These true bugs have spent the summer gorging on flora with their piercing mouthpiece and now they are looking for a good hibernation spot. The one pictured above had hibernated in leaf litter and I uncovered it while putting my garden to bed for the winter.
The Tree Stink Bug is very similar in appearance to a more dangerous stink bug, the Brown Marmorated Stink Bug, Halyomorpha halys, that has swept into the USA after being accidentally introduced in the late 90’s. Two characteristics that can tell these two stink bugs apart are the toothed or ridged shoulders and the lack of white banding on the antennae on the Tree Stink Bug.
Most folks are aware of the invasion of the Brown Marmorated Stink Bug. In some areas of the country, the insects have invaded homes by the hundreds. And they are the cause of great damage to fruits and crops. Pesticides have limited effect on the insect and there is no natural enemy in our country. The insect has been spotted in one neighborhood in Portsmouth. UNH Cooperative Extension Specialist, Alan Eaton, and State Entomologist Piera Siegert ask to be notified if you spot the Brown Marmorated Stinkbug (BMSB) anywhere in New Hampshire. Check out the Wikipedia photo of the BMSB below. There is white banding on the antennae and there are no ridges on the shoulders.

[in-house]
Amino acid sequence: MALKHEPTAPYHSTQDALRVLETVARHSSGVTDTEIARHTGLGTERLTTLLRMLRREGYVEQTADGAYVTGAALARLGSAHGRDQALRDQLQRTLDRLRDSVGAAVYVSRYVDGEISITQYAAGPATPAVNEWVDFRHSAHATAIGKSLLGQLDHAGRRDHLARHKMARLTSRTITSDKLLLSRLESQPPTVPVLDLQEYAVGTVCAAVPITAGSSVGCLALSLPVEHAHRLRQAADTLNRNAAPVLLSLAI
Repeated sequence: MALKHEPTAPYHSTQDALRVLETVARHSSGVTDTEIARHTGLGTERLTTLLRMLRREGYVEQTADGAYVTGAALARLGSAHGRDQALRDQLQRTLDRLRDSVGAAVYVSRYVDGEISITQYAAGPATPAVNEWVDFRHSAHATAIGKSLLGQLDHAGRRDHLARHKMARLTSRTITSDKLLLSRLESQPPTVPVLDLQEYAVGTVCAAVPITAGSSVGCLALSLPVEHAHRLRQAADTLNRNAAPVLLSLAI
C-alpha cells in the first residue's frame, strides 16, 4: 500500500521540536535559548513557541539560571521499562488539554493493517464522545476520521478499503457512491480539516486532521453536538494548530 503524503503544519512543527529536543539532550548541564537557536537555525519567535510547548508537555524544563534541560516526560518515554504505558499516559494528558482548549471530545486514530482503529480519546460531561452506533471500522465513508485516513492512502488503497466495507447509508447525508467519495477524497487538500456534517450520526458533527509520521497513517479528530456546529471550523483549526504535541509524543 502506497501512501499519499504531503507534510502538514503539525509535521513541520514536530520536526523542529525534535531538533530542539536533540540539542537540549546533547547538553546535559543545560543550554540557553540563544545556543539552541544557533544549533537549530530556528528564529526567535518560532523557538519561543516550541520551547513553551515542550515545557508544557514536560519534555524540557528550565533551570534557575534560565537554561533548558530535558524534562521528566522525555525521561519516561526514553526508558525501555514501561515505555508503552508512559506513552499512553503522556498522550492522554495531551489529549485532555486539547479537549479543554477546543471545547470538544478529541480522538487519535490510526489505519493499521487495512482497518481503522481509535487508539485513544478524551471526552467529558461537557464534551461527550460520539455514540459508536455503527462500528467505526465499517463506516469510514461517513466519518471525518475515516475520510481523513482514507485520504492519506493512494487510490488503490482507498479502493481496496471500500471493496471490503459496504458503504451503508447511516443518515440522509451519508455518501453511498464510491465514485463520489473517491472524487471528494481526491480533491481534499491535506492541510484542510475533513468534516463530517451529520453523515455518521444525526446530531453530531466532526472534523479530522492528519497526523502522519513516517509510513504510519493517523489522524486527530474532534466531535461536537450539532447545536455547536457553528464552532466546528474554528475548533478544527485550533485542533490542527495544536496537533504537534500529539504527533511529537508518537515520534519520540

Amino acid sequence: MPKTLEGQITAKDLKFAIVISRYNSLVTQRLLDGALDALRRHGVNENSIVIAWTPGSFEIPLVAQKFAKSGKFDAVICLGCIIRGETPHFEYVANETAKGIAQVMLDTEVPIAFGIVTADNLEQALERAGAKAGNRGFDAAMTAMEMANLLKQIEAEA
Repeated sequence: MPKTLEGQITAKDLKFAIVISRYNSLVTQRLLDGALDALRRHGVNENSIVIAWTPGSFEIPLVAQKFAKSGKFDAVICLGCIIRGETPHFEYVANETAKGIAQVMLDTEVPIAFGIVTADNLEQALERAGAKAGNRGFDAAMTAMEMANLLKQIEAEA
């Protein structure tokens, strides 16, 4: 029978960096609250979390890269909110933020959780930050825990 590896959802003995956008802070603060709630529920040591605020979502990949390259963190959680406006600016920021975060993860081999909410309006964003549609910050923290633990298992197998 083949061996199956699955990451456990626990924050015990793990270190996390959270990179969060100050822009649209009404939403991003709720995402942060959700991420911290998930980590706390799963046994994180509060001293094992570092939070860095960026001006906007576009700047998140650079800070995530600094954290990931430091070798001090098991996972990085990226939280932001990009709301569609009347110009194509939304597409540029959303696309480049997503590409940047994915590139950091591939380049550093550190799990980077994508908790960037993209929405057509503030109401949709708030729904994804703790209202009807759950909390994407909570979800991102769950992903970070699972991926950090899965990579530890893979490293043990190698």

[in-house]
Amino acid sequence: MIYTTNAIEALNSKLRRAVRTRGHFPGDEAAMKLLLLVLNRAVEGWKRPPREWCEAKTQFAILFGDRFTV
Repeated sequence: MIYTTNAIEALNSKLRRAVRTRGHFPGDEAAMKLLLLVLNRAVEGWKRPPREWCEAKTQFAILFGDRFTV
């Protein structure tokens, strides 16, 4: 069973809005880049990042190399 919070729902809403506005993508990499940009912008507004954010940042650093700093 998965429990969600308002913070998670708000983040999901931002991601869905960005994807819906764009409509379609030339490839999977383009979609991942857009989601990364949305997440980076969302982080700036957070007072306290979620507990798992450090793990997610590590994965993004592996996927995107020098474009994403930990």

Okay, so last week I ran, not walked to the last outdoor Exeter Farmers’ Market. I knew they would have what I’ve been hankering for the last few weeks. Green tomatoes are plentiful when the weather turns brisk and the tomato growing season comes to an end.